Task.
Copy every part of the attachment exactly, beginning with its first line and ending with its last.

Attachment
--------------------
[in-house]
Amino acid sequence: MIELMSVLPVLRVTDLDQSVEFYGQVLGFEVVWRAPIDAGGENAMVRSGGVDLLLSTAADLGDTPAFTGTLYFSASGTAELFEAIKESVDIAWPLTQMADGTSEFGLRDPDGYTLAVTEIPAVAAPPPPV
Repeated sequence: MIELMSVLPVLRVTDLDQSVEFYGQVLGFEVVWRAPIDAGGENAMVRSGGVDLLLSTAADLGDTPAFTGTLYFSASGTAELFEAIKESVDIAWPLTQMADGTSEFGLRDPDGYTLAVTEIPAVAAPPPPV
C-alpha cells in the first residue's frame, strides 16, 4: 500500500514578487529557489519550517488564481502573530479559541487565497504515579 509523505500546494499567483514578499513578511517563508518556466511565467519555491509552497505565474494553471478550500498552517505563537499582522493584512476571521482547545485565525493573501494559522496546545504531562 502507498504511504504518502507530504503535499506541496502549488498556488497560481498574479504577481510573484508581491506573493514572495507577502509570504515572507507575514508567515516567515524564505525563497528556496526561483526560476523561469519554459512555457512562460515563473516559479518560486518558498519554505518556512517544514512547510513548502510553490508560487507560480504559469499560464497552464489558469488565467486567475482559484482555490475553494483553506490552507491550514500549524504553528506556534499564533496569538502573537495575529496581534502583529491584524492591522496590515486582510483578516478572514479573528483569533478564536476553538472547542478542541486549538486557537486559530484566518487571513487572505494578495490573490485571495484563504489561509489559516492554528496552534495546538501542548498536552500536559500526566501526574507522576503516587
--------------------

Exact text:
[in-house]
Amino acid sequence: MIELMSVLPVLRVTDLDQSVEFYGQVLGFEVVWRAPIDAGGENAMVRSGGVDLLLSTAADLGDTPAFTGTLYFSASGTAELFEAIKESVDIAWPLTQMADGTSEFGLRDPDGYTLAVTEIPAVAAPPPPV
Repeated sequence: MIELMSVLPVLRVTDLDQSVEFYGQVLGFEVVWRAPIDAGGENAMVRSGGVDLLLSTAADLGDTPAFTGTLYFSASGTAELFEAIKESVDIAWPLTQMADGTSEFGLRDPDGYTLAVTEIPAVAAPPPPV
C-alpha cells in the first residue's frame, strides 16, 4: 500500500514578487529557489519550517488564481502573530479559541487565497504515579 509523505500546494499567483514578499513578511517563508518556466511565467519555491509552497505565474494553471478550500498552517505563537499582522493584512476571521482547545485565525493573501494559522496546545504531562 502507498504511504504518502507530504503535499506541496502549488498556488497560481498574479504577481510573484508581491506573493514572495507577502509570504515572507507575514508567515516567515524564505525563497528556496526561483526560476523561469519554459512555457512562460515563473516559479518560486518558498519554505518556512517544514512547510513548502510553490508560487507560480504559469499560464497552464489558469488565467486567475482559484482555490475553494483553506490552507491550514500549524504553528506556534499564533496569538502573537495575529496581534502583529491584524492591522496590515486582510483578516478572514479573528483569533478564536476553538472547542478542541486549538486557537486559530484566518487571513487572505494578495490573490485571495484563504489561509489559516492554528496552534495546538501542548498536552500536559500526566501526574507522576503516587